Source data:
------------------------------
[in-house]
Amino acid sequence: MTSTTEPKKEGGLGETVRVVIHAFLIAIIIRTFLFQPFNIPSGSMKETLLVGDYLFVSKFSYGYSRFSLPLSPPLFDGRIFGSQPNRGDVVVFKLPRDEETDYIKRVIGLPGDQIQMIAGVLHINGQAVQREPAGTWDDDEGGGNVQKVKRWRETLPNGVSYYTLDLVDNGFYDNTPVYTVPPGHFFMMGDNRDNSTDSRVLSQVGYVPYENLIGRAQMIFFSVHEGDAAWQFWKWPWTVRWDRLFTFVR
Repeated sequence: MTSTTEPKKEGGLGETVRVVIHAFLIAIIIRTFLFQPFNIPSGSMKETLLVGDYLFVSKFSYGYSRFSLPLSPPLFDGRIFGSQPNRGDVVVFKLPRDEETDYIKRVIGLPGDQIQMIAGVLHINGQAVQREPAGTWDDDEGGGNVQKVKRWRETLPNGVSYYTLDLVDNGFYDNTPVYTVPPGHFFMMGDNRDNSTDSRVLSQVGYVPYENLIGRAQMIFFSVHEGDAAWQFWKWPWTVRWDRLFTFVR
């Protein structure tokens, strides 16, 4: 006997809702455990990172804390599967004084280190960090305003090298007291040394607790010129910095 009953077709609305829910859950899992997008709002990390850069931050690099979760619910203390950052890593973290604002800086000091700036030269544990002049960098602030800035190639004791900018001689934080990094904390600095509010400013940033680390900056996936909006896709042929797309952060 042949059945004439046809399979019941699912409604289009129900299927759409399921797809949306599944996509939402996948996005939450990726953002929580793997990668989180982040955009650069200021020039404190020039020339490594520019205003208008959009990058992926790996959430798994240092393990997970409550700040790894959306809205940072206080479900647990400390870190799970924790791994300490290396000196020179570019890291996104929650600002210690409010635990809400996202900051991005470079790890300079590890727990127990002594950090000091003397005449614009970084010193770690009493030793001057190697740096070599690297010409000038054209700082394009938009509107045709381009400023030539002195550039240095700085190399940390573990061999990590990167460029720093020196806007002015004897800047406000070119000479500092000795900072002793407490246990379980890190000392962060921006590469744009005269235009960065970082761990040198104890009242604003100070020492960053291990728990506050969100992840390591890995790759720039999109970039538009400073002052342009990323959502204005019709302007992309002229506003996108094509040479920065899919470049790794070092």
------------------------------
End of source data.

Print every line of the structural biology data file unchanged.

[in-house]
Amino acid sequence: MTSTTEPKKEGGLGETVRVVIHAFLIAIIIRTFLFQPFNIPSGSMKETLLVGDYLFVSKFSYGYSRFSLPLSPPLFDGRIFGSQPNRGDVVVFKLPRDEETDYIKRVIGLPGDQIQMIAGVLHINGQAVQREPAGTWDDDEGGGNVQKVKRWRETLPNGVSYYTLDLVDNGFYDNTPVYTVPPGHFFMMGDNRDNSTDSRVLSQVGYVPYENLIGRAQMIFFSVHEGDAAWQFWKWPWTVRWDRLFTFVR
Repeated sequence: MTSTTEPKKEGGLGETVRVVIHAFLIAIIIRTFLFQPFNIPSGSMKETLLVGDYLFVSKFSYGYSRFSLPLSPPLFDGRIFGSQPNRGDVVVFKLPRDEETDYIKRVIGLPGDQIQMIAGVLHINGQAVQREPAGTWDDDEGGGNVQKVKRWRETLPNGVSYYTLDLVDNGFYDNTPVYTVPPGHFFMMGDNRDNSTDSRVLSQVGYVPYENLIGRAQMIFFSVHEGDAAWQFWKWPWTVRWDRLFTFVR
């Protein structure tokens, strides 16, 4: 006997809702455990990172804390599967004084280190960090305003090298007291040394607790010129910095 009953077709609305829910859950899992997008709002990390850069931050690099979760619910203390950052890593973290604002800086000091700036030269544990002049960098602030800035190639004791900018001689934080990094904390600095509010400013940033680390900056996936909006896709042929797309952060 042949059945004439046809399979019941699912409604289009129900299927759409399921797809949306599944996509939402996948996005939450990726953002929580793997990668989180982040955009650069200021020039404190020039020339490594520019205003208008959009990058992926790996959430798994240092393990997970409550700040790894959306809205940072206080479900647990400390870190799970924790791994300490290396000196020179570019890291996104929650600002210690409010635990809400996202900051991005470079790890300079590890727990127990002594950090000091003397005449614009970084010193770690009493030793001057190697740096070599690297010409000038054209700082394009938009509107045709381009400023030539002195550039240095700085190399940390573990061999990590990167460029720093020196806007002015004897800047406000070119000479500092000795900072002793407490246990379980890190000392962060921006590469744009005269235009960065970082761990040198104890009242604003100070020492960053291990728990506050969100992840390591890995790759720039999109970039538009400073002052342009990323959502204005019709302007992309002229506003996108094509040479920065899919470049790794070092």